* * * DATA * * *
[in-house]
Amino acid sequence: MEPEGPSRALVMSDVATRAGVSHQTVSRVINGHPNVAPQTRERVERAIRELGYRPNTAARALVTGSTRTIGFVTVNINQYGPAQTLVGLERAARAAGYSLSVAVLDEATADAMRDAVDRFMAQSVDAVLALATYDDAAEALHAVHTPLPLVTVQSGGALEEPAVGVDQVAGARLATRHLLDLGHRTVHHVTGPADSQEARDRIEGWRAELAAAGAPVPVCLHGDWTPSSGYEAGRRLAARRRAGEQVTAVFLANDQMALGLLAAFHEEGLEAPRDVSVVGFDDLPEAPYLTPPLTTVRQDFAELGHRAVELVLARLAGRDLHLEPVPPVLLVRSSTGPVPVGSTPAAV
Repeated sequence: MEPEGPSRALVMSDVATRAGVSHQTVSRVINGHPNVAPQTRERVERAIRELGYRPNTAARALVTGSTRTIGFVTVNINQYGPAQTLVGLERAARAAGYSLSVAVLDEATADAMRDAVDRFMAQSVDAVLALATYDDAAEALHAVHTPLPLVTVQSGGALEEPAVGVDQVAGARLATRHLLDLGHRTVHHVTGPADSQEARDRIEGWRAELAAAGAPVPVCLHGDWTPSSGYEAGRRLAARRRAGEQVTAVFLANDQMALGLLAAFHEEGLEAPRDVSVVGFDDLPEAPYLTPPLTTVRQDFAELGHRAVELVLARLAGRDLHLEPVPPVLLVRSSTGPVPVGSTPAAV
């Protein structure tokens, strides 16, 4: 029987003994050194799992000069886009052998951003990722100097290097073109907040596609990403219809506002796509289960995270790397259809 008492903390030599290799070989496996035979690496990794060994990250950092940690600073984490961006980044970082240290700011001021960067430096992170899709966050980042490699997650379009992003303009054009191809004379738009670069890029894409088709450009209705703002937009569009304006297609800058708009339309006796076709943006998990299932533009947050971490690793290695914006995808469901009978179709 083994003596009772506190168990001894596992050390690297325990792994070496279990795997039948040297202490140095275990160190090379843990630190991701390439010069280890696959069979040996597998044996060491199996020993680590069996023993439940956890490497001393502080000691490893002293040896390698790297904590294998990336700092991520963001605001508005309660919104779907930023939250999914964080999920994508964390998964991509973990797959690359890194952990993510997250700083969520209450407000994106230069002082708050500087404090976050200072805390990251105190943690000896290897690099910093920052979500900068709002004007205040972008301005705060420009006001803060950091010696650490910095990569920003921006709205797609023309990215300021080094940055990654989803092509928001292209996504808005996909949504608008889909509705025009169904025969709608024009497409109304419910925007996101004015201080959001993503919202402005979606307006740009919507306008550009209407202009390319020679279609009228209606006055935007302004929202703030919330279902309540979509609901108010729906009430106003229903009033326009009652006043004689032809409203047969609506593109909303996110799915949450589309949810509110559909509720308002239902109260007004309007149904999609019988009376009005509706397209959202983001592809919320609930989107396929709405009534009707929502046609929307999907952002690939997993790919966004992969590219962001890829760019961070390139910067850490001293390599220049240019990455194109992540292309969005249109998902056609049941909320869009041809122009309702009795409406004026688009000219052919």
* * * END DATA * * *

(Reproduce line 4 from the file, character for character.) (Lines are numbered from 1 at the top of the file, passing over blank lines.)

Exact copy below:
């Protein structure tokens, strides 16, 4: 029987003994050194799992000069886009052998951003990722100097290097073109907040596609990403219809506002796509289960995270790397259809 008492903390030599290799070989496996035979690496990794060994990250950092940690600073984490961006980044970082240290700011001021960067430096992170899709966050980042490699997650379009992003303009054009191809004379738009670069890029894409088709450009209705703002937009569009304006297609800058708009339309006796076709943006998990299932533009947050971490690793290695914006995808469901009978179709 083994003596009772506190168990001894596992050390690297325990792994070496279990795997039948040297202490140095275990160190090379843990630190991701390439010069280890696959069979040996597998044996060491199996020993680590069996023993439940956890490497001393502080000691490893002293040896390698790297904590294998990336700092991520963001605001508005309660919104779907930023939250999914964080999920994508964390998964991509973990797959690359890194952990993510997250700083969520209450407000994106230069002082708050500087404090976050200072805390990251105190943690000896290897690099910093920052979500900068709002004007205040972008301005705060420009006001803060950091010696650490910095990569920003921006709205797609023309990215300021080094940055990654989803092509928001292209996504808005996909949504608008889909509705025009169904025969709608024009497409109304419910925007996101004015201080959001993503919202402005979606307006740009919507306008550009209407202009390319020679279609009228209606006055935007302004929202703030919330279902309540979509609901108010729906009430106003229903009033326009009652006043004689032809409203047969609506593109909303996110799915949450589309949810509110559909509720308002239902109260007004309007149904999609019988009376009005509706397209959202983001592809919320609930989107396929709405009534009707929502046609929307999907952002690939997993790919966004992969590219962001890829760019961070390139910067850490001293390599220049240019990455194109992540292309969005249109998902056609049941909320869009041809122009309702009795409406004026688009000219052919």